Musicians are more successful than non-musicians in learning to incorporate sound patterns for a new language into words.
Children who are musically trained show stronger neural activation for pitch changes in speech and have better vocabulary and reading ability than children who did not receive musical training ".
- article published in The Science Daily Over and over again I see more and more research showing the benefits of a music education. I think one of the most frustrating things about being a piano teacher in Vancouver is the feeling that music is always on the fringes of an educational curriculum.
The arts are the first programs to receive cuts when the economy is depressed, and anyone considering a career in the music industry will not be guaranteed a passive income, if one exists.
So why should our educational institutions encourage students to participate in a seemingly "frivolous" endeavor? The best answer I can find can be summed up in one word: cross-training.
Think of it like this. Suppose you start a new fitness program, involving heavy weights and 20 minutes of cardio. If you are starting from scratch after not exercising for years, it will be a very difficult time for you. Now, let's say that before you just trained for a running marathon.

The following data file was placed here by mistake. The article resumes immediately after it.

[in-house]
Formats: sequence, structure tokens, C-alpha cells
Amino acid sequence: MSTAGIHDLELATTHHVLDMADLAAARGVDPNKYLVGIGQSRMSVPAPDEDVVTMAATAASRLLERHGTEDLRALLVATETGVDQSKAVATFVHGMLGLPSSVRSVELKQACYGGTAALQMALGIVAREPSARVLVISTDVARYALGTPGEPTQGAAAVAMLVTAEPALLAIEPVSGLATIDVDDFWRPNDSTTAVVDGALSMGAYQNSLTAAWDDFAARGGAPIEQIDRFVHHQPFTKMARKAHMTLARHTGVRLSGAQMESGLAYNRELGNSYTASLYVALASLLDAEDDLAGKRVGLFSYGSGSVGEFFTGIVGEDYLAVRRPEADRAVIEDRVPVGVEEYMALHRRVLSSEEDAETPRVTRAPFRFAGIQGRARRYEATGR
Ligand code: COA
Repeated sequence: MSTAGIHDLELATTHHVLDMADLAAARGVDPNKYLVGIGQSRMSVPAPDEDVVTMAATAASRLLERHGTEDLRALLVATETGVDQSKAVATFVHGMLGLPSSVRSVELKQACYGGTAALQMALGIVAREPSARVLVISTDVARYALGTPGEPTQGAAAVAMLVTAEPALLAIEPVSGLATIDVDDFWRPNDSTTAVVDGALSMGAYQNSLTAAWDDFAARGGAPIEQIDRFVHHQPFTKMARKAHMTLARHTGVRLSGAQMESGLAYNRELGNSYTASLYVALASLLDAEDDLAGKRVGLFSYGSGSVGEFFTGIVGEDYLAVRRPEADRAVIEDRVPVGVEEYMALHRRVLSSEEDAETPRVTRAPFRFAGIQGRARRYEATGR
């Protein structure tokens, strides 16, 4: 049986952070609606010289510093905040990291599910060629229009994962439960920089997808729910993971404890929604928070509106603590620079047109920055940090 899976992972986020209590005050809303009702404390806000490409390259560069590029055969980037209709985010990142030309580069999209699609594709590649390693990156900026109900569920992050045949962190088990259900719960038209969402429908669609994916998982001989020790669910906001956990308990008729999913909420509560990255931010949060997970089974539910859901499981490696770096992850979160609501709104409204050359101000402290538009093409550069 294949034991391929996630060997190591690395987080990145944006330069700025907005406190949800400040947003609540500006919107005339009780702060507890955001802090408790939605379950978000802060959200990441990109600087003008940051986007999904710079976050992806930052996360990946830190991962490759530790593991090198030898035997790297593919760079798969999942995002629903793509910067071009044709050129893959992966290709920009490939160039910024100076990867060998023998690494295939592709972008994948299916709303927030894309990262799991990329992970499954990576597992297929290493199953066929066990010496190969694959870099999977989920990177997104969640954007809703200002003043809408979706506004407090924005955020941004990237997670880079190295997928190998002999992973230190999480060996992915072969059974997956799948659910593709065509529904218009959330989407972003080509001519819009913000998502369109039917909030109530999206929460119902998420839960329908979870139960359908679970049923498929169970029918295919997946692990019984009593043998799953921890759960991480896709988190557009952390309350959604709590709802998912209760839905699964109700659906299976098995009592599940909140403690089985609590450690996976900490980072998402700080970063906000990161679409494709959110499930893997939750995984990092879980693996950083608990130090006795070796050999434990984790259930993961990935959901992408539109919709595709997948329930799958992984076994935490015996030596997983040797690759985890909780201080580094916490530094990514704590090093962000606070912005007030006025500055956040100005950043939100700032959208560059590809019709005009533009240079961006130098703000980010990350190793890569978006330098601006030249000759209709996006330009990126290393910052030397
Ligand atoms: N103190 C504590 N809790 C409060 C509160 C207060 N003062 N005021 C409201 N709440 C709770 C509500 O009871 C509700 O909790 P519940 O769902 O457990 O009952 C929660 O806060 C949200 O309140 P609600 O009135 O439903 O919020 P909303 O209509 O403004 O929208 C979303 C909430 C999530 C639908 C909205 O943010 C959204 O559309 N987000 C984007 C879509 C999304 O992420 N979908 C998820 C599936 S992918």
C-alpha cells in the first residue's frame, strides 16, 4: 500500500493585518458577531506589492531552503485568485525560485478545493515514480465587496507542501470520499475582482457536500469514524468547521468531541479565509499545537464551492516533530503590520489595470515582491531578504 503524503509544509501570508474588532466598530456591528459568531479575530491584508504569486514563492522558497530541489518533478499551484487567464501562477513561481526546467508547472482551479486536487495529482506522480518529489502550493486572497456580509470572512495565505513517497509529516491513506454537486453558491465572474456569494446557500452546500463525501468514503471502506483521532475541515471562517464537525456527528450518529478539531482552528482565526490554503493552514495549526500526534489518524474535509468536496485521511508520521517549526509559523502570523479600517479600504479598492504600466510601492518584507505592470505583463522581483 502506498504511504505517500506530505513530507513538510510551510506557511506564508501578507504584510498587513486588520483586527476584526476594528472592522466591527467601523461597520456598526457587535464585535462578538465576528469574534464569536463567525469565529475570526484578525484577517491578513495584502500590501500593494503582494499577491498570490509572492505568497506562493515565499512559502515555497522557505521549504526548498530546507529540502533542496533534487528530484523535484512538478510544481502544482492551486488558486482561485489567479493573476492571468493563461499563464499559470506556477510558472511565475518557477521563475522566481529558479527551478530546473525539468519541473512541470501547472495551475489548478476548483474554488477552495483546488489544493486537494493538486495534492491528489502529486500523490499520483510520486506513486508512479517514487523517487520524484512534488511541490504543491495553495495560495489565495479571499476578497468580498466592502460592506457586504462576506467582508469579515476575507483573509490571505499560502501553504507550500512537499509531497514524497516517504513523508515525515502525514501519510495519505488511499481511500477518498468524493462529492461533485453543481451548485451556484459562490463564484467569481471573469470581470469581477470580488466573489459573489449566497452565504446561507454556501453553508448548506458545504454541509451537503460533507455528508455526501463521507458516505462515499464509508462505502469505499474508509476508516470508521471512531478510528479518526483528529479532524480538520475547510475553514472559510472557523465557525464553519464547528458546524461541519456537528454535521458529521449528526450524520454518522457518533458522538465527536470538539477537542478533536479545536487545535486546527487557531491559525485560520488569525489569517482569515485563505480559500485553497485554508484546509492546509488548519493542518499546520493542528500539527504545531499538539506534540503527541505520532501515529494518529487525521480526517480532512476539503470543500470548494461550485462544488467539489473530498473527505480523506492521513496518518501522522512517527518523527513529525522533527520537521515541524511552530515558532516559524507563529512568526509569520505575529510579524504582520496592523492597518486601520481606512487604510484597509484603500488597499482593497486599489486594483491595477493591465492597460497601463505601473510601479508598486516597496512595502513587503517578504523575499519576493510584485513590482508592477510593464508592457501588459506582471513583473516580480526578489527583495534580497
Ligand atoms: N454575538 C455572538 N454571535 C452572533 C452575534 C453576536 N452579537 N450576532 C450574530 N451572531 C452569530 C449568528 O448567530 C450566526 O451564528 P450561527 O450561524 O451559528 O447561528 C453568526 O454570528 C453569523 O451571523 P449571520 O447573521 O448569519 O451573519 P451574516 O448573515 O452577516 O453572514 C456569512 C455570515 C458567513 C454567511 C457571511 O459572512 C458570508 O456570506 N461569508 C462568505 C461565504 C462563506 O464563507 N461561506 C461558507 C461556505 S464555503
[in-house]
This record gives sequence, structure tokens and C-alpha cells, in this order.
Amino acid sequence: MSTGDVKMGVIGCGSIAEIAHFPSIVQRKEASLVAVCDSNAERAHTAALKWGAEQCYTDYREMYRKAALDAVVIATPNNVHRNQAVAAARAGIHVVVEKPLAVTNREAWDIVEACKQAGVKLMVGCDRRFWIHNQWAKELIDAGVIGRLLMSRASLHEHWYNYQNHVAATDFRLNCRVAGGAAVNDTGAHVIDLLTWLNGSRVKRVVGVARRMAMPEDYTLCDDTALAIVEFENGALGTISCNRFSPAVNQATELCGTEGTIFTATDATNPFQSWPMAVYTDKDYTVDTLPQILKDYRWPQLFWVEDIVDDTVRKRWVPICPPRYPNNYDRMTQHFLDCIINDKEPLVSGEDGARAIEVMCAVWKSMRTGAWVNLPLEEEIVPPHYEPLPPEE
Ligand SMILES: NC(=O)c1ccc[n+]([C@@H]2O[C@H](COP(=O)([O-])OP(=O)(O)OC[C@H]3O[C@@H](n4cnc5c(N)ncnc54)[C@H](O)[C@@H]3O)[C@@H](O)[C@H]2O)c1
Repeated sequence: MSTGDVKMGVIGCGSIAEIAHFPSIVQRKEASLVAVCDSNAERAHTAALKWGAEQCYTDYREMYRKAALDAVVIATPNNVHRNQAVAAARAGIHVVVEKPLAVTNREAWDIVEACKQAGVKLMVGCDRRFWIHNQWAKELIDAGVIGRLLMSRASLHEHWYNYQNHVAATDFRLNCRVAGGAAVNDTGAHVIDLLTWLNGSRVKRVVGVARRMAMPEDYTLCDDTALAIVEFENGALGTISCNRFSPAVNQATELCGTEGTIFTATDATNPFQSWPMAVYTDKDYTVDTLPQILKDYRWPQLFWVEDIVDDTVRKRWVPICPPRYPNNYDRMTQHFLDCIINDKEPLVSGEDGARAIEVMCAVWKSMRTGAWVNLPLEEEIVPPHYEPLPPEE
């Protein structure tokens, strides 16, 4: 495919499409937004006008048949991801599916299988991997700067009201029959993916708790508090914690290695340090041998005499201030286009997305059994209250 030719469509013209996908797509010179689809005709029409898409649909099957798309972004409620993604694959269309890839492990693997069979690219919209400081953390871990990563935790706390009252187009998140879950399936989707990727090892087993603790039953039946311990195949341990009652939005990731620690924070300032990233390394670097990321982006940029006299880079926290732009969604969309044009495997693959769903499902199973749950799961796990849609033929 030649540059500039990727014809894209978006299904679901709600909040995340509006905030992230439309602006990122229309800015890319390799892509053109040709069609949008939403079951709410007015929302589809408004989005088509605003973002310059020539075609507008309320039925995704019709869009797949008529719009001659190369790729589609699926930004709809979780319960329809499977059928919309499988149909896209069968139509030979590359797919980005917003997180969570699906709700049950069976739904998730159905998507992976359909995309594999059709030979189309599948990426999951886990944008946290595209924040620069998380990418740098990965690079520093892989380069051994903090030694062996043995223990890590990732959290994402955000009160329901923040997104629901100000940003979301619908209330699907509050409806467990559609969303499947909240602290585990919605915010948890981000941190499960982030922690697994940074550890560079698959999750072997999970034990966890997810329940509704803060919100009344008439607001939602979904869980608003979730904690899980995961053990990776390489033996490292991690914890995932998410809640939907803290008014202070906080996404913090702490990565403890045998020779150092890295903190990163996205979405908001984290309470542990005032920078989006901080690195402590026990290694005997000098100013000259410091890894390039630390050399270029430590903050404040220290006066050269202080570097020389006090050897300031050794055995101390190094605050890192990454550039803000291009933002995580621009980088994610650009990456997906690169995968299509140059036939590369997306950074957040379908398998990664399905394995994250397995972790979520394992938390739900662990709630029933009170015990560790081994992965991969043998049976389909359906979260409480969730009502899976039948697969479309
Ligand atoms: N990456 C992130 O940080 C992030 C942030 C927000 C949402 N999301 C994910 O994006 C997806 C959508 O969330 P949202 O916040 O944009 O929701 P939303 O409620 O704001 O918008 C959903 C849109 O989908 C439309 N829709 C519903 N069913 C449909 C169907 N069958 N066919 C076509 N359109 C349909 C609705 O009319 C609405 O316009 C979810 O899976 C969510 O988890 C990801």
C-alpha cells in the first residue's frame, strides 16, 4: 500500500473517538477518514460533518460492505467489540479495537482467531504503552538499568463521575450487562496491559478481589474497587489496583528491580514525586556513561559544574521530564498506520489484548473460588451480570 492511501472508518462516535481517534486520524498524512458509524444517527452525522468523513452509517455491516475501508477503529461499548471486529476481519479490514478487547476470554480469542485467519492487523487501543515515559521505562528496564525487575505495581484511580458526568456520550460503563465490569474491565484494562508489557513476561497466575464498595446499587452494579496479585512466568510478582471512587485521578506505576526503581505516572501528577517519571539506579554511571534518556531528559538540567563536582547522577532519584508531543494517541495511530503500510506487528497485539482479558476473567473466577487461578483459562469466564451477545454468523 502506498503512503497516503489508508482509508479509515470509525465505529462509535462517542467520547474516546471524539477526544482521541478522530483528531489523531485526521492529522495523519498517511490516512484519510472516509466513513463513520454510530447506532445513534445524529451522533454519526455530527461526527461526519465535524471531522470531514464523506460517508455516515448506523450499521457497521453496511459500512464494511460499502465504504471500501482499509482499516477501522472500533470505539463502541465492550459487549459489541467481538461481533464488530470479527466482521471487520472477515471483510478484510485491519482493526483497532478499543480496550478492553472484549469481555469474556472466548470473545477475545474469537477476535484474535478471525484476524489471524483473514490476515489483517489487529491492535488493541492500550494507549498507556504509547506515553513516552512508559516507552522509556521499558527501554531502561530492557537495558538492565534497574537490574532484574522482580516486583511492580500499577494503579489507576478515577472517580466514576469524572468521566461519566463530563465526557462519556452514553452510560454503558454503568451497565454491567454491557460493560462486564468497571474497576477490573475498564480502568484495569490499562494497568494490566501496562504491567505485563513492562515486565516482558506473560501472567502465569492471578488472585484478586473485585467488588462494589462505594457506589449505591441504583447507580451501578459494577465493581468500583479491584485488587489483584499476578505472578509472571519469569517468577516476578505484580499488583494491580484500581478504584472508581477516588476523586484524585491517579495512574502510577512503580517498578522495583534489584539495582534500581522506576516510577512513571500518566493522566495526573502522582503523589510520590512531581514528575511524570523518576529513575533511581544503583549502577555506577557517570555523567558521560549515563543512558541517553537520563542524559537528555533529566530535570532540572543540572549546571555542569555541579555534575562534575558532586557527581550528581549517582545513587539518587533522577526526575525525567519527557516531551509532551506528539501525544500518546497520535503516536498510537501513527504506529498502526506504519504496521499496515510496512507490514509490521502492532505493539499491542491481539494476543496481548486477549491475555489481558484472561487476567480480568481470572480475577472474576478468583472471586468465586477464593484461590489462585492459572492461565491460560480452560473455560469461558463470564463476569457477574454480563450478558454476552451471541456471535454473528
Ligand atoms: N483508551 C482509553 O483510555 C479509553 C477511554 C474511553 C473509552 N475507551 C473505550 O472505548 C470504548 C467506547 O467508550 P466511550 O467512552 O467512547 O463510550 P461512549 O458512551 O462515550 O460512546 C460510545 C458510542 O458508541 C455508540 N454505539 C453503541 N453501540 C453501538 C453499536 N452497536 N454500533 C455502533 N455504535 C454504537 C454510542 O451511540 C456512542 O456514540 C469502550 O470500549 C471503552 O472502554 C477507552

You don't yet have the muscle that weight training would provide, but you have a) really amazing cardio and b) the mental toughness to hold on. Now you are going to the gym with an edge, and your new fitness regimen at the gym will feel a lot easier. Music shouldn't be any different.
Music trains our brains to hear sounds embedded in a rich network of melodies. It can be the difference between having a slight accent when learning a second language, or a very bad accent.
Musicians are constantly memorizing new chord progressions and song structures, which only helps us when we are trying to memorize new words in a new language. There is also a ton of math in music theory.
In fact, some of the charts I referred to while studying advanced jazz theory in college looked a lot like trigonometry charts! A recent Rockefeller Foundation study found that music majors have the highest admission rate to medical schools, followed by biochemistry and the humanities.
If that's not enough, a musical education has helped a doctor named Leopold Auenbrugger develop an important diagnostic tool for use on patience suspected of containing fluid in the lungs.
Music had given him a sense of tones, trained his mind to hear sounds with keen awareness, and he used those skills he learned to tap a chest of patience to listen to the sounds of a fluid-filled lung, like those found with pneumonia.
So don't bypass a musical education. You don't know where or how the benefits of music education will show up in the years to come!
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